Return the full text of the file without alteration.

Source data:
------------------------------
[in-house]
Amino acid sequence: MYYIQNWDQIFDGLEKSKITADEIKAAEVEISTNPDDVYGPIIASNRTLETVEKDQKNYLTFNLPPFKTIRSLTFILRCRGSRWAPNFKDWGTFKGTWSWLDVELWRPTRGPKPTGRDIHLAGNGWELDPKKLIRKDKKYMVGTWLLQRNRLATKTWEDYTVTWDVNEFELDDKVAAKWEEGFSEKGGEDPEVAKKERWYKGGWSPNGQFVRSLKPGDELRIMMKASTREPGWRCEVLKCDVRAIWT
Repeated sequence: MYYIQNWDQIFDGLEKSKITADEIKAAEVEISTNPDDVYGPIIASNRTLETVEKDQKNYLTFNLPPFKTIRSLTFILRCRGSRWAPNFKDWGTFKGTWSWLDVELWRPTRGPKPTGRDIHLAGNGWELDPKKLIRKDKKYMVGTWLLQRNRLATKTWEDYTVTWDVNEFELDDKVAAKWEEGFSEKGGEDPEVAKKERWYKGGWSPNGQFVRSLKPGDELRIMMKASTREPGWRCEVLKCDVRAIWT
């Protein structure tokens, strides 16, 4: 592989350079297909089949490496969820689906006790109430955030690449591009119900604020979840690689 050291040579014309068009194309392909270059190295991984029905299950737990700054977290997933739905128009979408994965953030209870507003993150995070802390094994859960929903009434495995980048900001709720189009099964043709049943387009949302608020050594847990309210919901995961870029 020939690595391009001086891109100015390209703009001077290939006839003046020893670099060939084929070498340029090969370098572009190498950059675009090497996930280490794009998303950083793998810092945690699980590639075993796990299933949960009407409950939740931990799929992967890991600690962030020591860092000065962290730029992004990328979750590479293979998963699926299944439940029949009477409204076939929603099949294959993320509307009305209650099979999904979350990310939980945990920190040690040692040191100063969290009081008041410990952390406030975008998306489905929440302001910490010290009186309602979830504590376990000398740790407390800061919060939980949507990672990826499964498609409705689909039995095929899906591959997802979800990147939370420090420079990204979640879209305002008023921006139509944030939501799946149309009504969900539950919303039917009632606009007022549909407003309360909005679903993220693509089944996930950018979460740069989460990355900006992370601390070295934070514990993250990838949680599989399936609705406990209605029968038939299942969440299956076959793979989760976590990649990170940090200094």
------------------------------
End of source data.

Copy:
[in-house]
Amino acid sequence: MYYIQNWDQIFDGLEKSKITADEIKAAEVEISTNPDDVYGPIIASNRTLETVEKDQKNYLTFNLPPFKTIRSLTFILRCRGSRWAPNFKDWGTFKGTWSWLDVELWRPTRGPKPTGRDIHLAGNGWELDPKKLIRKDKKYMVGTWLLQRNRLATKTWEDYTVTWDVNEFELDDKVAAKWEEGFSEKGGEDPEVAKKERWYKGGWSPNGQFVRSLKPGDELRIMMKASTREPGWRCEVLKCDVRAIWT
Repeated sequence: MYYIQNWDQIFDGLEKSKITADEIKAAEVEISTNPDDVYGPIIASNRTLETVEKDQKNYLTFNLPPFKTIRSLTFILRCRGSRWAPNFKDWGTFKGTWSWLDVELWRPTRGPKPTGRDIHLAGNGWELDPKKLIRKDKKYMVGTWLLQRNRLATKTWEDYTVTWDVNEFELDDKVAAKWEEGFSEKGGEDPEVAKKERWYKGGWSPNGQFVRSLKPGDELRIMMKASTREPGWRCEVLKCDVRAIWT
């Protein structure tokens, strides 16, 4: 592989350079297909089949490496969820689906006790109430955030690449591009119900604020979840690689 050291040579014309068009194309392909270059190295991984029905299950737990700054977290997933739905128009979408994965953030209870507003993150995070802390094994859960929903009434495995980048900001709720189009099964043709049943387009949302608020050594847990309210919901995961870029 020939690595391009001086891109100015390209703009001077290939006839003046020893670099060939084929070498340029090969370098572009190498950059675009090497996930280490794009998303950083793998810092945690699980590639075993796990299933949960009407409950939740931990799929992967890991600690962030020591860092000065962290730029992004990328979750590479293979998963699926299944439940029949009477409204076939929603099949294959993320509307009305209650099979999904979350990310939980945990920190040690040692040191100063969290009081008041410990952390406030975008998306489905929440302001910490010290009186309602979830504590376990000398740790407390800061919060939980949507990672990826499964498609409705689909039995095929899906591959997802979800990147939370420090420079990204979640879209305002008023921006139509944030939501799946149309009504969900539950919303039917009632606009007022549909407003309360909005679903993220693509089944996930950018979460740069989460990355900006992370601390070295934070514990993250990838949680599989399936609705406990209605029968038939299942969440299956076959793979989760976590990649990170940090200094």